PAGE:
Glass transitions which are determined on biaxially oriented, heat-set films in the first heating procedure (termed Tg1 below) are, due to crystallinity and also to molecular stresses in the amorphous fraction of the specimens, relatively small in size, distributed over a wide temperature range, and shifted to higher temperatures. Because of orientation effects in particular, they are not suitable for characterizing a polymer. The resolution of DSC analyzers is often insufficient to detect the glass transitions in the first heating procedure (Tg1) of the individual layers of the novel film, the transitions being “blurred” and small, due to orientation and crystallinity. If the specimens are melted and then rapidly cooled again to below their glass transition temperature (quenched), the orientation effects are eliminated. On renewed heating, glass transitions (designated Tg2 here) are then measured which have a greater intensity and are characteristic of the respective polymers. However, even here it is not possible to differentiate the glass transitions of the individual layers, since the layers mix on melting and the polyesters present therein enter into transesterification reactions with one another. It is fully sufficient, however, to compare the Tg2 of the entire coextruded films with the Tg2 of the polymer used for the base layer. In known films the Tg2 value of the base layer is higher than that of the coextruded film, whereas the Tg2 value of the outer layer is lower than that of the base layer and also than that of the coextruded film. Exactly the opposite of this applies for the novel film. Here, the Tg2 value of the coextruded film is higher than that of the base layer but lower than the Tg2 value of the outer layer.

The base layer and the outer layer(s) may, in addition, comprise customary additives, such as stabilizers and antiblocking agents. They are expediently added to the polymer or to the polymer mixture before melting takes place. Examples of stabilizers are phosphorus compounds, such as phosphoric acid and phosphoric esters. Typical antiblocking agents (also termed pigments in this context) are inorganic and/or organic particles, for example calcium carbonate, amorphous silica, talc, magnesium carbonate, barium carbonate, calcium sulfate, barium sulfate, lithium phosphate, calcium phosphate, magnesium phosphate, aluminum oxide, LiF, the calcium, barium, zinc and manganese salts of the dicarboxylic acids used, carbon black, titanium dioxide, kaolin, crosslinked polystyrene particles or crosslinked acrylate particles.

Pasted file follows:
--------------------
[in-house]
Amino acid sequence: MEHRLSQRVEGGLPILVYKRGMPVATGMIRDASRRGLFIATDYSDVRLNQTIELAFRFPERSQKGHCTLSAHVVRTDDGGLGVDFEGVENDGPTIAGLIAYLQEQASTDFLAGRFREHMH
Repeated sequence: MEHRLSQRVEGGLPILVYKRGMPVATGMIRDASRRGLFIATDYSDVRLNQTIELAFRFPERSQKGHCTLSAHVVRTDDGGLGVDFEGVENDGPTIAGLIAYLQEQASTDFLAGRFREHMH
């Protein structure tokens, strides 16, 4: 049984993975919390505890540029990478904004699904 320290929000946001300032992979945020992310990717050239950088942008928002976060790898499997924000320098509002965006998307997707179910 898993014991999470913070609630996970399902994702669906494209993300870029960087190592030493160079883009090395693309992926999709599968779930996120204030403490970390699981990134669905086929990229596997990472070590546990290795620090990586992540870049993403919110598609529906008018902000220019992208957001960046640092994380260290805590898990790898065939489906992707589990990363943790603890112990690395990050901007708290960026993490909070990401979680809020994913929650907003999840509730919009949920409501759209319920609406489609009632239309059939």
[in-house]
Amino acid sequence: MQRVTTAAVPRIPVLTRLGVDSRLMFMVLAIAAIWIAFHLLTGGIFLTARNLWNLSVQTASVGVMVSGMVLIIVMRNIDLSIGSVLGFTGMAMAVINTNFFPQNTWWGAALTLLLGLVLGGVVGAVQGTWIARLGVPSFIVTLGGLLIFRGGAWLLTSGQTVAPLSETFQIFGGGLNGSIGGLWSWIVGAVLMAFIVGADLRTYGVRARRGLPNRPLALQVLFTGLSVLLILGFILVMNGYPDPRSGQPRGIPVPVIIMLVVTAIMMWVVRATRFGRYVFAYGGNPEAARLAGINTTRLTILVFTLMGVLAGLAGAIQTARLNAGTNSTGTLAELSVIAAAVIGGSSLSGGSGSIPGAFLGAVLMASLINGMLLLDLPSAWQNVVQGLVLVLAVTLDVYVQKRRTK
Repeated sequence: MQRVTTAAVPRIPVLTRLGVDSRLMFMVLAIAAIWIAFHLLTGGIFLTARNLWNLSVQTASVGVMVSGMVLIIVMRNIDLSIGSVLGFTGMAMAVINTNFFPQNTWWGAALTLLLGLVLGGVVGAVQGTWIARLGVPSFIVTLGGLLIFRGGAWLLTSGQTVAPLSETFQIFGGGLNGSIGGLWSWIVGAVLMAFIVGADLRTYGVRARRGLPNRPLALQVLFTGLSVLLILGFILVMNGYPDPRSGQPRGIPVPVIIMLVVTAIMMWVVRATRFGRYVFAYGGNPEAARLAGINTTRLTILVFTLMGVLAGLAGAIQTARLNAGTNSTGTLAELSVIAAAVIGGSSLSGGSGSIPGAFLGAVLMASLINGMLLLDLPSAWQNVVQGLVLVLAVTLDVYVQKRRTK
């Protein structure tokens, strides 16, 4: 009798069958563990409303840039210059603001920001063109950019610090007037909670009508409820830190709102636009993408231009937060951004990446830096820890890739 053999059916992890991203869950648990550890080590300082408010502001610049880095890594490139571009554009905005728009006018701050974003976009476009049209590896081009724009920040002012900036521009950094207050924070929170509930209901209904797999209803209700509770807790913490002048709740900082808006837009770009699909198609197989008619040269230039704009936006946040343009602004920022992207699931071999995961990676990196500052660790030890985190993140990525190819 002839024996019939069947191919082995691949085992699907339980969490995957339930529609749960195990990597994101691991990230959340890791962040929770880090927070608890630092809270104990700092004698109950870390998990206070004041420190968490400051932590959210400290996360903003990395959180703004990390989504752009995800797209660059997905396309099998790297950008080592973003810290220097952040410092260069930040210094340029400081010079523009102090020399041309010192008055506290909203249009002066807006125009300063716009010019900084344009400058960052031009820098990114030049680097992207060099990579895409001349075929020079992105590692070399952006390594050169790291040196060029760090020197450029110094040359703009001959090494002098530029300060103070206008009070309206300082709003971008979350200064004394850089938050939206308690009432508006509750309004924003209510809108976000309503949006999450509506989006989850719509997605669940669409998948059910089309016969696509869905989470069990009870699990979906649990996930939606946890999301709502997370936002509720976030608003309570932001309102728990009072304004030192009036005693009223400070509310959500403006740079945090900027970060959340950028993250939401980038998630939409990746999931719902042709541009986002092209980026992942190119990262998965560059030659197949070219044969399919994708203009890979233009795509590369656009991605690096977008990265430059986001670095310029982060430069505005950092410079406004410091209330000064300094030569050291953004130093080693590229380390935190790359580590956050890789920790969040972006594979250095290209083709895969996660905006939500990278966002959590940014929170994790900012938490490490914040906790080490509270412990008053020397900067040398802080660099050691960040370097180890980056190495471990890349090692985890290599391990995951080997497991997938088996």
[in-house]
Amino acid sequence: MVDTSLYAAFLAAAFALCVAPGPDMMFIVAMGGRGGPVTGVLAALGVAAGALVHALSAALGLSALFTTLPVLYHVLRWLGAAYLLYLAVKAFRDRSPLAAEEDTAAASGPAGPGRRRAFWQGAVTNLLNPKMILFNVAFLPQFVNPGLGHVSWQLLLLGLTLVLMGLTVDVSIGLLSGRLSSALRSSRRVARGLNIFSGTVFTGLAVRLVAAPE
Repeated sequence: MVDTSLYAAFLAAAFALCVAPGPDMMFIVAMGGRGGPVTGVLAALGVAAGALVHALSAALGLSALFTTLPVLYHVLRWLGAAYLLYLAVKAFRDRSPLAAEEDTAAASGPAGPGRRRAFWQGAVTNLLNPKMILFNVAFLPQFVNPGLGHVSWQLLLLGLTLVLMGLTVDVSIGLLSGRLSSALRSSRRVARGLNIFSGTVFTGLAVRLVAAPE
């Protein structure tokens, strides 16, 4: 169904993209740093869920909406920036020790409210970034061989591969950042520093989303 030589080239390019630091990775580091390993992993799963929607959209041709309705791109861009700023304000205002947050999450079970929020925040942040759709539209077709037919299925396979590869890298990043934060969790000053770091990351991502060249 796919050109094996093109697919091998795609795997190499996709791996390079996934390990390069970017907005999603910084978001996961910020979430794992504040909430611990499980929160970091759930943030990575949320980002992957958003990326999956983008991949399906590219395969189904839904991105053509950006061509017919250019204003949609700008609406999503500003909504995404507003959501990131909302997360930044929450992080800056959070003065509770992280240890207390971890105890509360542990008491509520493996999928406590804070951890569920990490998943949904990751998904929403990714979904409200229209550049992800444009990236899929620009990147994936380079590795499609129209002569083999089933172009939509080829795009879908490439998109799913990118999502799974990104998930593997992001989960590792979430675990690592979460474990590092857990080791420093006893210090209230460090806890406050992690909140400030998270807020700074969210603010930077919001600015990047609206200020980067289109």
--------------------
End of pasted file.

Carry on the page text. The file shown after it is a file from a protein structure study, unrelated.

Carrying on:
The additives selected may also be mixtures of two or more different antiblocking agents or mixtures of antiblocking agents of the same make-up but of different particle size. The particles may be added to the individual layers in the customary concentrations, e.g. as glycolic dispersion during the polycondensation or via masterbatches during extrusion. Pigment concentrations of from 0.0001 to 5% by weight have proven particularly suitable. A detailed description of the antiblocking agents is found, for example, in EP-A-0 602 964.